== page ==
Borrowing rises less rapidly than expected despite energy cap bill

One of the country’s leading energy bodies has called for the Government to work with industry and financial institutions,, and bring in a deficit tariff scheme to keep bills down this winter.

Government borrowing rose by less than expected last month, despite it spending extra billions on an energy price cap and covering its first losses from the Bank of England’s bond-buying scheme.

Official figures showed that total government borrowing rose to £13.5 billion in October, less than economists’ forecasts of £22 billion and a drop from September’s £19 billion. The figures are still £4.4 billion higher than the borrowing total of £9.3 billion in the same month a year previously.

The government collected £70.2 billion in tax receipts, 6.3 per cent higher than in October 2021, on the back of rising income tax and national insurance contributions and a 50 per cent jump in corporate tax receipts.

The Office for National Statistics said October had been the first month on record in which the government had covered losses from the central bank’s quantitative easing programme worth £800 million. The Treasury indemnifies losses incurred by the Bank on its £836 billion stockpile of government debt. Rising interest rates mean the Bank is making losses on its gilt holdings by paying out a higher amount to commercial banks on its reserves than it makes from its bond holdings.

The Office for Budget Responsibility warned last week that the Treasury would have to stump up £133 billion over the next six years to cover losses from QE, reversing more than a decade of profits accrued from the stimulus programme.

Borrowing was up by about £3 billion last month, with the government’s introduction of a household energy price cap that will freeze average bills at about £2,500 until April and a similar freeze for businesses. The cap will cost in the region of £25 billion over the next six months, according to the OBR, but could be more expensive if market gas prices rise. The ONS said that the government’s debt interest bill had hit £6.1 billion last month. Debt interest costs have doubled over the past year to £120 billion as higher interest rates have piled pressure on the public finances.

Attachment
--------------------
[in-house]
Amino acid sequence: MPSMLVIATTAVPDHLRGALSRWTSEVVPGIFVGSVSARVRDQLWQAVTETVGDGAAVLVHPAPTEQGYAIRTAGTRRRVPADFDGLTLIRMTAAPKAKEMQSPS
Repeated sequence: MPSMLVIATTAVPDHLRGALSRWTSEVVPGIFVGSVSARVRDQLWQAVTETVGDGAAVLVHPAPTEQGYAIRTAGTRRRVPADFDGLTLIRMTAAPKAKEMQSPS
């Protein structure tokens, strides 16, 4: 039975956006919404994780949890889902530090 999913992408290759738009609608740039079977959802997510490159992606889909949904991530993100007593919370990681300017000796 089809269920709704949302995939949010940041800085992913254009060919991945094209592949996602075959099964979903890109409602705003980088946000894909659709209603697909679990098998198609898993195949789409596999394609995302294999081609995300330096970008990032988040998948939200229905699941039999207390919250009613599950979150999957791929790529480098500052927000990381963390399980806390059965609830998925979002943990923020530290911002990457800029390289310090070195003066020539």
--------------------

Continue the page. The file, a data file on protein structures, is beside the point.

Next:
Last week the OBR warned that the debt interest bill would be the biggest single cause of fiscal deterioration the next few years, with government spending on servicing its bonds exceeding spending on the health service.

Higher spending on welfare, pensions and debt interest, coupled with falling tax receipts from a slowing economy, will raise government borrowing by about £60 billion a year, according to the OBR.

Jeremy Hunt said it was “right that the government increased borrowing to support millions of business and families throughout the pandemic and the aftershocks of Putin’s illegal invasion of Ukraine”.

The chancellor added: “To tackle inflation and ensure the economic stability needed for long-term growth, it is vital that we put the public finances back on a more sustainable path. There is no easy path to balancing the nation’s books, but we have taken the necessary decisions to get debt falling while actively taking steps to protect jobs, public services and the most vulnerable.”

Last week Hunt announced two new fiscal rules to help to restore market credibility in Britain. The government wants to bring down its total debt-to-GDP pile from 2027-28 and to limit the deficit to below 3 per cent of GDP in the same year.

Analysts at Citi had expected borrowing to hit £29 billion last month and said the figures should help total borrowing this year to fall below the OBR’s forecast of £177 billion.

Ruth Gregory, at Capital Economics, the consultancy, said the rise in borrowing would “only embolden the chancellor to keep a tight grip on the public finances”.

Separately, the government may need to pay the Bank more than £30 billion next year and also in 2024 to cover losses on its quantitative easing programme, a report released by the central bank yesterday showed.

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Borrowing rises less rapidly than expected despite energy cap bill